Deaf British diplomat sues after ministry 'withdrew post'
A British diplomat is suing the foreign ministry after it withdrew her posting to Kazakhstan on the grounds that her deafness made it too expensive, a rights group said Tuesday.
Jane Cordell accused the Foreign and Commonwealth Office of discrimination after it said it could not afford the 500,000-pound (600,000-euro, 770,000-dollar) cost of providing her with specialist interpreters who can use sign language.
In a summary of her case to the London employment tribunal, the 44-year-old said that by denying her the post of deputy ambassador in Astana, the ministry was "imposing a glass ceiling on the career prospects of the disabled."
"The FCO has a budget of 2.2 billion pounds a year and what they're asked for Jane is not much," Catherine Spain of Britain's Equality and Human Rights Commission, which is supporting Cordell's case, told AFP.
She said that British diplomats with children received grants towards private education, whereas Cordell had no offspring so was "actually pretty cheap."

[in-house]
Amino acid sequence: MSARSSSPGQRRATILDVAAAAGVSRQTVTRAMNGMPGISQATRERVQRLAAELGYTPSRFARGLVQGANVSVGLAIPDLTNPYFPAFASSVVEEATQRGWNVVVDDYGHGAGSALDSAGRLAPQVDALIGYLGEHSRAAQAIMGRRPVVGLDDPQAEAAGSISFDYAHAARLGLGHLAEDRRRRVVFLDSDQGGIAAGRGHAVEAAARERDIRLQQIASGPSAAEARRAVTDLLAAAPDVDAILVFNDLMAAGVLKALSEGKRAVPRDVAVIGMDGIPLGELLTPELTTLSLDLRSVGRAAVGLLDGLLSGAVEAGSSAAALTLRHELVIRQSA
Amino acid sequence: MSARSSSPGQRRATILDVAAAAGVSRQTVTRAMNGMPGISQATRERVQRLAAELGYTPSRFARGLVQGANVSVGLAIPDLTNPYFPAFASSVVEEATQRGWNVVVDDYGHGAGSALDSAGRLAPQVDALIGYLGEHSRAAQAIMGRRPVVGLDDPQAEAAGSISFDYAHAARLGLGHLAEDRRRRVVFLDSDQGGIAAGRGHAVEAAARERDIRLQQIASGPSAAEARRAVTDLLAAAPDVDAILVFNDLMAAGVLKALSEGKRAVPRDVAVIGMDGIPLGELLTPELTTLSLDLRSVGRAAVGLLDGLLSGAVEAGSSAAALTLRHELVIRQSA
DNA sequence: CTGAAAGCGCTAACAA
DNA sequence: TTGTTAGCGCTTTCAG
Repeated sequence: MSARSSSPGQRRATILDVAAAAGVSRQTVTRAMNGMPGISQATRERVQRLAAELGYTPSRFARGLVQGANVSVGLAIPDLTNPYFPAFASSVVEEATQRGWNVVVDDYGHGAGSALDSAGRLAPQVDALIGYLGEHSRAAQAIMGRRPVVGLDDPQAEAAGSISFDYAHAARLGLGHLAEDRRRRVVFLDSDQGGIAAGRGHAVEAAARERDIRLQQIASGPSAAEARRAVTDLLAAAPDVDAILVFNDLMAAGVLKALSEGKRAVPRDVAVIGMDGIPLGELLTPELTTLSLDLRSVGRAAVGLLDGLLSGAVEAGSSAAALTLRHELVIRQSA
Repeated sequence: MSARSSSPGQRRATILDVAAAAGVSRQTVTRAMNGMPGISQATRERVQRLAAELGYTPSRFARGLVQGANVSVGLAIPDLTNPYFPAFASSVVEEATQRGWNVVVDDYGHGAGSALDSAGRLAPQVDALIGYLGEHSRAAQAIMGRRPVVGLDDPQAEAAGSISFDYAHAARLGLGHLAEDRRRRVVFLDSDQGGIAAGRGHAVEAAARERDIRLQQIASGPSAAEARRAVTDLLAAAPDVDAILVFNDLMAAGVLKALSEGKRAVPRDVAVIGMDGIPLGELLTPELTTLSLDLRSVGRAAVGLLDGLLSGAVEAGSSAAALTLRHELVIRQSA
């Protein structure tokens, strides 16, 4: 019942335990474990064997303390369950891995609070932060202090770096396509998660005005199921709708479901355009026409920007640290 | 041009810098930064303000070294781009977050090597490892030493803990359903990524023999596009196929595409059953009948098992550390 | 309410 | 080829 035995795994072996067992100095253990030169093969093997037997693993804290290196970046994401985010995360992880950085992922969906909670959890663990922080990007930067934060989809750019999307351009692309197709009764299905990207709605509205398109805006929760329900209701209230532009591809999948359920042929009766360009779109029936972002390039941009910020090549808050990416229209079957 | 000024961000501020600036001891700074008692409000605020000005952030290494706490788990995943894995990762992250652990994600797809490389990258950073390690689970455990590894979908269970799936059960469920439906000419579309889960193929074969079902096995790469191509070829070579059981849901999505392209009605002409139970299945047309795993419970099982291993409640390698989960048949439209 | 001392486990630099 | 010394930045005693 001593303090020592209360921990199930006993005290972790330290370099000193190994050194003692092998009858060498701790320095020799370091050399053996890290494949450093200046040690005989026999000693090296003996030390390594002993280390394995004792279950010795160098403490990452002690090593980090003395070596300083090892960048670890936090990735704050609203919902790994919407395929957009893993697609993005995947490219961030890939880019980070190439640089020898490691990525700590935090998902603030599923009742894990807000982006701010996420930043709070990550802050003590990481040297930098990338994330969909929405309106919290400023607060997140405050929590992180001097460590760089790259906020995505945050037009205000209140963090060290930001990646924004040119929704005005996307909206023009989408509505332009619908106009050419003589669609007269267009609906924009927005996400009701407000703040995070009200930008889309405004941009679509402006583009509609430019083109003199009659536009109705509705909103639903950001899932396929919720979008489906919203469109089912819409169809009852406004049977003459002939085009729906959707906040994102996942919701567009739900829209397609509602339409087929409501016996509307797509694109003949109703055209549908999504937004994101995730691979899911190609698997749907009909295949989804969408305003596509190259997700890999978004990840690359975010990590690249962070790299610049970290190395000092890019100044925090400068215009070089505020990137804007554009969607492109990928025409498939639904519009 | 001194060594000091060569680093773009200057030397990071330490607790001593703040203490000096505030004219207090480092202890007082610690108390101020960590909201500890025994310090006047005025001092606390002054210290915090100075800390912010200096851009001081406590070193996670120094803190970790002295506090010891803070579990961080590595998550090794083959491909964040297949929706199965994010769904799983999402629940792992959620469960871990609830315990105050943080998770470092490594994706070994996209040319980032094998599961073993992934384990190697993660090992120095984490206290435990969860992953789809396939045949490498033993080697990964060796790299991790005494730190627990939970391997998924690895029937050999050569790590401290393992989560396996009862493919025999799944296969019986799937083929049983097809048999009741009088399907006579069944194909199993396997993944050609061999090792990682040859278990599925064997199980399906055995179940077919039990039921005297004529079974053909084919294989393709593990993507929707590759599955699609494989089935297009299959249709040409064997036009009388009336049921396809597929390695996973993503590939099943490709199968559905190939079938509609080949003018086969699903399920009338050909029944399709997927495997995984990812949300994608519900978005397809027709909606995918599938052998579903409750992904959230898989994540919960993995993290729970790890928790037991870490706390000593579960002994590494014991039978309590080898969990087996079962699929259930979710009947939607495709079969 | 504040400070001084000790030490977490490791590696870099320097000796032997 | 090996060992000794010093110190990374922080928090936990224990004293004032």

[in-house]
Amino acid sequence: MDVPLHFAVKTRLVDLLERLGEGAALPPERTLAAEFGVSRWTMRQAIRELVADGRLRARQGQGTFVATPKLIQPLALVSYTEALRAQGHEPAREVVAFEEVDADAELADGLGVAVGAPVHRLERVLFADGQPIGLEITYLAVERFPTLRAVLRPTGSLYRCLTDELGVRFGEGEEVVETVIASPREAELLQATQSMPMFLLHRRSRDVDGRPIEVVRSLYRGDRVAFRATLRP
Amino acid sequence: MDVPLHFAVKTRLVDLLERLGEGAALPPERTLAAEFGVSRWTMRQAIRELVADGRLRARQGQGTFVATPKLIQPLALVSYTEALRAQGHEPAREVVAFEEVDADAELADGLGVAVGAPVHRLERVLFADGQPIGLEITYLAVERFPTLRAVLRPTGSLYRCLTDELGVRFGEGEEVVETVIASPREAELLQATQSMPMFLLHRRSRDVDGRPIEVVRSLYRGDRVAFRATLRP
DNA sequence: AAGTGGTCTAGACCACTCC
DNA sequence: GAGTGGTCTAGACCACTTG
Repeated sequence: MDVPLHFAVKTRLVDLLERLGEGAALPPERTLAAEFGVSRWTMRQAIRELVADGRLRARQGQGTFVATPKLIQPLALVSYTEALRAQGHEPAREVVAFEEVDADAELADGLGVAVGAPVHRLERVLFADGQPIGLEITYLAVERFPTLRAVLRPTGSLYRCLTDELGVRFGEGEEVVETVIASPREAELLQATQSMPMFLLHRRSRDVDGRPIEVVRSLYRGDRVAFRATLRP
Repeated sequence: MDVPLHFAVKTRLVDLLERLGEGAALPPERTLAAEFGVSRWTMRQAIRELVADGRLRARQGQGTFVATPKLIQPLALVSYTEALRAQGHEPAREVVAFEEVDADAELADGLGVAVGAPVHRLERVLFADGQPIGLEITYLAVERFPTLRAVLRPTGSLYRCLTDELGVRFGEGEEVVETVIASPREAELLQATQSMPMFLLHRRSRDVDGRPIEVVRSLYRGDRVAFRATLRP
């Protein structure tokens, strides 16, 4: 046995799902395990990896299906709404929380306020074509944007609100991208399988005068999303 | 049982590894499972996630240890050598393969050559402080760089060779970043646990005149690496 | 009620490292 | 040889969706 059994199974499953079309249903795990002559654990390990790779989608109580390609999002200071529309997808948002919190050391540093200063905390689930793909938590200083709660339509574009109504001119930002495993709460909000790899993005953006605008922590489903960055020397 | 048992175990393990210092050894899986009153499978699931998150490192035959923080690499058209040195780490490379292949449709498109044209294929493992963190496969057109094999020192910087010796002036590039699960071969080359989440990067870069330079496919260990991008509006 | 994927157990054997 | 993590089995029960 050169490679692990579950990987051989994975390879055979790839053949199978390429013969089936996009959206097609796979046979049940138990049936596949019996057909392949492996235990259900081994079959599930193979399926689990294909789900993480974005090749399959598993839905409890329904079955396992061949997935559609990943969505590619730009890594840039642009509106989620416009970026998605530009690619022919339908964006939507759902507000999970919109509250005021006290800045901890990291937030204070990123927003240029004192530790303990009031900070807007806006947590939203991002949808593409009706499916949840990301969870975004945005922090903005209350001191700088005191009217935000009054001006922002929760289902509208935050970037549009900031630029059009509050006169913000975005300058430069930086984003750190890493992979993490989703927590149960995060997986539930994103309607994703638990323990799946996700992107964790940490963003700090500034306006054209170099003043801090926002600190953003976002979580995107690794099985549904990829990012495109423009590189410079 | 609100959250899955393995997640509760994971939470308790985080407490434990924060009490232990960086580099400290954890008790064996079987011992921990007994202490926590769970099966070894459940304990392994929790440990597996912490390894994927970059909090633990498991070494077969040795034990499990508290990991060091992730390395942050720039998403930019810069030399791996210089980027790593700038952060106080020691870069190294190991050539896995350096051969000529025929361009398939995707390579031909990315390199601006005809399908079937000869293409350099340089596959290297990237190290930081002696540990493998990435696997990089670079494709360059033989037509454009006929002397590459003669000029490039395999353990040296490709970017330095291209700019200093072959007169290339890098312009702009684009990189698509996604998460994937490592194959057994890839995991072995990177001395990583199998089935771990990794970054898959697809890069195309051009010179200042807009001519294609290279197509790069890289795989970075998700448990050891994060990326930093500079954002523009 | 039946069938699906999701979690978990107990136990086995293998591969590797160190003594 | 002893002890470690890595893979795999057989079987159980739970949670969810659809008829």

Cordell became deaf after an accident in her youth.
She entered the Foreign and Commonwealth Office in 2001 and was posted to the British embassy in Warsaw in 2006 where she was provided with interpreters or "lipspeakers" and won an award for championing the rights of the disabled.
Cordell said she was then offered the post of deputy head of mission in the Kazakh capital but it was subsequently withdrawn.
The Foreign and Commonwealth Office defended its decision, saying it was "fully committed" to providing equal opportunities to disabled staff.
"In this case, we do not believe the adjustments that would have been required -- costing around half a million pounds over two years -- would be considered reasonable," a spokeswoman said in a statement.
A decision in the case is expected in November, Spain said.
It comes as British government departments face massive austerity cuts pledged by Prime Minister David Cameron's coalition, which took power in May, to tackle a record deficit.
© 2010 AFP